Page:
Tom Mitsos The Hockey Writers
NHL Messed up Fastest Skater Competition
In an outcome everyone and their mother predicted before Saturday’s NHL Skills Competition, Connor McDavid won the fastest skater competition and had the opportunity to break Dylan Larkin’s controversial record.
McDavid fell short with a time of 13.310 to Larkin’s 13.172 he set last season in Nashville. However, McDavid did beat Mike Gartner’s record of 13.386 set in 1996.
So, what’s the controversy? Well, McDavid and Gartner started from a stand still at the red line, while Larkin got a running start from the blue line. Larkin’s time started and stopped at the red line.
The Sportsnet video below clearly shows the timer starting and stopping when Larkin reaches the red line (Larkin starts racing at 1:50).
And as you can see in the McDavid video, he starts at the red line (the attempt to break the record starts at 1:24).
Interestingly enough, Puck Daddy’s Greg Wyshynski reported McDavid asked for a running start but was denied by the NHL.
McDavid said this about not being able to get a running start:
I wanted to go a little further back, but they told me there was a line drawn on the ice. They told me I had to be between that line and the red line. No running start.
I definitely knew that. I wanted to try that and see if I could get that. But no dice, I guess. He deserves to be the fastest guy to ever do it. He’s a great skater.
McDavid wants it to be a fair race, but like all hockey players, gives due props to his opponent and opts not to make a big deal out of the situation.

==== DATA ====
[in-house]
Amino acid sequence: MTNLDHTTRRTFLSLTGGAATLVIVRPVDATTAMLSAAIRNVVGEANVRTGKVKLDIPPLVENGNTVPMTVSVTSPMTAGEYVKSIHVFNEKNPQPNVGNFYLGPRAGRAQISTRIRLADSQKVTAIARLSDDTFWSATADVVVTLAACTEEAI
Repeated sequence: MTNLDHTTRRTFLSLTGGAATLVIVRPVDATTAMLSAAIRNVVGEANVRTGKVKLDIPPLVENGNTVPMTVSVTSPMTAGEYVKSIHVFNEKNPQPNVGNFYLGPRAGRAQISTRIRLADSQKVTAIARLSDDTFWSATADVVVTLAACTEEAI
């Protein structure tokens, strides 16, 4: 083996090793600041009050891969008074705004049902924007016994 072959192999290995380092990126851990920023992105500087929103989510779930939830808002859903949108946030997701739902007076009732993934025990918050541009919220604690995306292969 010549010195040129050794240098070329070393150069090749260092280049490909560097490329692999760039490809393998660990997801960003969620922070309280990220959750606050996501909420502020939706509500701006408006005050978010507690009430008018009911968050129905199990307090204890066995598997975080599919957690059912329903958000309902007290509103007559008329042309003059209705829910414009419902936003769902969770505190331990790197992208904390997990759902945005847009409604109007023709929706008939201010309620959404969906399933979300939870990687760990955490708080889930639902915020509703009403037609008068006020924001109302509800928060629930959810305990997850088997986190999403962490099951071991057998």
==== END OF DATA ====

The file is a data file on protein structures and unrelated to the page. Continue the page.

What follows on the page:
Larkin took to Twitter last night to admit he had an advantage and offered McDavid a head-to-head matchup in the future.
NHL Messed Up
Even if you think Larkin didn’t have an advantage — which would include ignoring video evidence — the fact of the matter is the NHL messed up the competition. Allowing Larkin to have a head start last season is inconsistent with how it was run in the past.
I’m not sure if the league bent the rules in order to give Larkin a chance to break the record and create some hype for the NHL, but it’s silly to make a rule change one year, and then go back to the old rules the next year.
Every scientist knows when you conduct experiments, you must make each trial as similar to the previous ones; they must be as controlled as they can be. Improved equipment, which gives players today an advantage, is a variable the league can’t control. Starting at the same spot is a variable the league can control.
Even if Larkin was timed blue line to blue line, starting from the blue line is not the same thing as starting from the red line. Sure, it’s the same distance, but starting on the blue line gives the skater more distance to build up speed than starting at the red line.
Imagine if the players started at the turn at the faceoff circle. Again, it’s the same distance, but players won’t be able to reach top speed starting on a turn like they would if they were starting on a straight line.
Of course, this is not a scientific experiment and it’s all meant to be fun for the players and fans, but if the league is going to hold a fastest skater competition, it needs to be the same rules every time.
Sports League ManagementStart using it today